By Sunny Ikhioya
THE Sun news of 5th July 2017 had a Headline; “Nigeria in trouble as production of gasoline cars ends in 2025”. According to the verdict of a Stanford University economist: “leading automobile manufacturers in Asia, Europe and the United States, to discontinue the manufacturing of petrol powered cars, buses and trucks in the next eight years.” The report went further; “…the entire market for land transport will switch to electronic powered transport system…this will lead to the collapse of oil prices and the demise of the petroleum industry, Nigeria’s key foreign exchange earner.” Along the same direction, Volvo cars manufacturer in Sweden just announced that they will discontinue the production of gas powered vehicles by 2019, falling in line with Tesla.
While all of these are going our, our own Aliko Dangote, Nigeria and Africa’s richest man is busy building one of the biggest petroleum refineries in the world, here in Lagos-Nigeria, with very scarce and hard earned cash resources that could have been expended on more futuristic projects- that is; if the powers that be and those in control of the country’s policies allow it to be. If our researchers and planners of our education policies are in touch with happenings in the outside world, they would have been thinking of tailoring our education to fit the needs of our society and for our future survival.
As it is presently, oil is not the solution to our future survival, that is why the oil producing communities must “make hay while the sun shines” because oil has no future as we can see from present world developments. Members of the Nigerian Educational Research and Development council NERDC, must bow their heads in shame for the confusion that they have brought to our educational system. While other countries are making progress with their education reforms, Nigeria’s is mired in controversy. We are busy fighting over religion and ethnicity because some people in position of power have decided to put their selfish and parochial interests over the common good.
The unfortunate situation is that, supposedly well informed individuals are trying to defend the absurd. The simple question is; why do we always love to create confusion where there seem to be none? Why not let things be, especially as it concerns religious matters? The unfortunate fate that has befallen this nation is that we have wasted valuable time and resources to promote religious and ethnic differences, instead of investing heavily in researches that will transform our technological and industrial growth to the standard of the first world. Why can’t we just allow religion to be what it is, and that is; a private affair between man and his creator. Why don’t we allow religion to be what it is? That is; a matter of choice for the individual. Why must we use our position to over ride our sentiments over others? When it comes to the setting up of policies, any decision that tend to favour one religion over another must be avoided. The NERDC must therefore allow Christian Religious Studies CRS, to stand on its own in the other category of the curriculum like the Arabic language, and its study must be by choice. This will end all of the needless controversies surrounding it but, if we keep defending it like the essay of one Pastor Yakub Jonah in the social media, the controversy will fester to a boiling point. The answer is simple: allow the Christians to study what they want as it concerns their religion.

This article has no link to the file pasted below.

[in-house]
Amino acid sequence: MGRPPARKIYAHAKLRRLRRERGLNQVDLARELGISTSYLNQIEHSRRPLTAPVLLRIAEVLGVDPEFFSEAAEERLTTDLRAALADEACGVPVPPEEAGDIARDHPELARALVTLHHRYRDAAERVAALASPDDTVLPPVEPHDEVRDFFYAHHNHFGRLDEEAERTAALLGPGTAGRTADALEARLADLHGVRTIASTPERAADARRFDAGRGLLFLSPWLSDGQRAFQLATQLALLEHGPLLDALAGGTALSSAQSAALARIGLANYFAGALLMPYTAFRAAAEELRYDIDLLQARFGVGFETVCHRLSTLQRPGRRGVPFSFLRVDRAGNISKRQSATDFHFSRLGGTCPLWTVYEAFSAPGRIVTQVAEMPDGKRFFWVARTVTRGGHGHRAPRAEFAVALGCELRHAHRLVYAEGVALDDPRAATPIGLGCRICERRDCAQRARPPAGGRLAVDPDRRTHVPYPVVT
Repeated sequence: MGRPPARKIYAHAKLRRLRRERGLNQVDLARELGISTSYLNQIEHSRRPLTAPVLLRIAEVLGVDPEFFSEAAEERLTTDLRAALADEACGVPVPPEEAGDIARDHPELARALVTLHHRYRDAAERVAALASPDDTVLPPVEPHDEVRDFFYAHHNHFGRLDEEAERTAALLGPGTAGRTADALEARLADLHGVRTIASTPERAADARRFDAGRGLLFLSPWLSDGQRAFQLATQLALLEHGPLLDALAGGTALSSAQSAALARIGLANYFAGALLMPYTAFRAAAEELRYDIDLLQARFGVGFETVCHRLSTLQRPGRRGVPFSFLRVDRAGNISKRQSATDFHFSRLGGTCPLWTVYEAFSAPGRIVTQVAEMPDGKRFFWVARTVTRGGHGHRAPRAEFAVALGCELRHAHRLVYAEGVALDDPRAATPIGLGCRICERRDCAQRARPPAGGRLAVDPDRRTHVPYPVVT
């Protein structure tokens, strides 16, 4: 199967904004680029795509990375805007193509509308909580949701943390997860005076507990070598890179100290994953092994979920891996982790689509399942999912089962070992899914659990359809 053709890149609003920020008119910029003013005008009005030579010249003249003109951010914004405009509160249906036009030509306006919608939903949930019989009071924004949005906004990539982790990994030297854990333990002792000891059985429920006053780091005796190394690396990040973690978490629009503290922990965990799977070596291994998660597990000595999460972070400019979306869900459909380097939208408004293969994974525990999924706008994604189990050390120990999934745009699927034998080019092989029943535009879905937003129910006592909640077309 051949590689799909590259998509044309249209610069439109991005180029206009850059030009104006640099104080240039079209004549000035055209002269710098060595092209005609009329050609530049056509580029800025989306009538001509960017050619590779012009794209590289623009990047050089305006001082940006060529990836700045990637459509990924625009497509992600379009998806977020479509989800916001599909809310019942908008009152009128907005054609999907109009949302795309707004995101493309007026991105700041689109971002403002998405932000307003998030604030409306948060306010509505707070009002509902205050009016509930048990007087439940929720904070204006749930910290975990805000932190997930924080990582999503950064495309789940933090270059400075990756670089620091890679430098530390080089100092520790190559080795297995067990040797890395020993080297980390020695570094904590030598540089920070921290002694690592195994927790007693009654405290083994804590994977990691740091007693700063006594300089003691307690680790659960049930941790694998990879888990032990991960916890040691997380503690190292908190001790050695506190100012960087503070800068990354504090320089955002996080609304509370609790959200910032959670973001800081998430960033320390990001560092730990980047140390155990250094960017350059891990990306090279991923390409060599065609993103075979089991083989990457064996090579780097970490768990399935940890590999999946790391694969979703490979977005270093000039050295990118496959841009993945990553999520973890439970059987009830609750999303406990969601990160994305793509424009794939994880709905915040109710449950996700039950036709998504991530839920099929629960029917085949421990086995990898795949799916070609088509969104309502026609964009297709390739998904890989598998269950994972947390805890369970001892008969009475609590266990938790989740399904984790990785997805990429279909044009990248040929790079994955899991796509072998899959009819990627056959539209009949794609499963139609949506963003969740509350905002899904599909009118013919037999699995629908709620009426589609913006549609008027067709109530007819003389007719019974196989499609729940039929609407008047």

This is what the defenders of the policy are saying: “In 2012, the Federal government approved a curriculum reform aimed at rationalising the subject offered in public schools in line with global practices and standards and the Nigerian educational research and development council NERDC, came up with a-9year curriculum with subjects arraigned into groups, producing a maximum of 12 subjects, at the lower basic (prim1-3), 9 subjects at the middle basic( prim4-6) and 10 subjects at the upper basic ; (Jss1-3)”. There is also a footnote added: “English, Mathematics, French language, Arabic language and Business Studies (at the upper basic) are the only subjects that stand on their own. All remaining 17 subjects in the curriculum have been respectively listed under various subject groupings”. The Christians are saying that; if Arabic language, which is otherwise the language of Islam, can stand alone, Christian religious studies should also be made to stand alone without any tainting. So what is wrong with that request? It is unfortunate that when such policies are made, they use ” so called” Christians to execute the plans and defend it.
Presently, accusing fingers are pointed to Goodluck Jonathan and Nyesom Wike. It does not matter who initiated it, the policy is distasteful to the Christians and their views must be respected. The point is fairness to all. If they want to include Islamic religion, which in a way, is Arabic language, as a stand alone subject, no problem, nobody will dispute that but the Christians must be allowed their wish. And by the way, why will it take a Mallam Adamu to be in charge for such policies to be implemented.
If the Jonathan administration wanted it implemented, it should have been done before his exit from office. When we say we want a proper direction and focus for our education system, we mean in the areas of technological development, science agriculture and medical researches, the type that will move this nation to the level of the developed countries, not to tinker with religion. That curriculum must be corrected now.
*Mr. Ikhioya, www.southsouthecho.com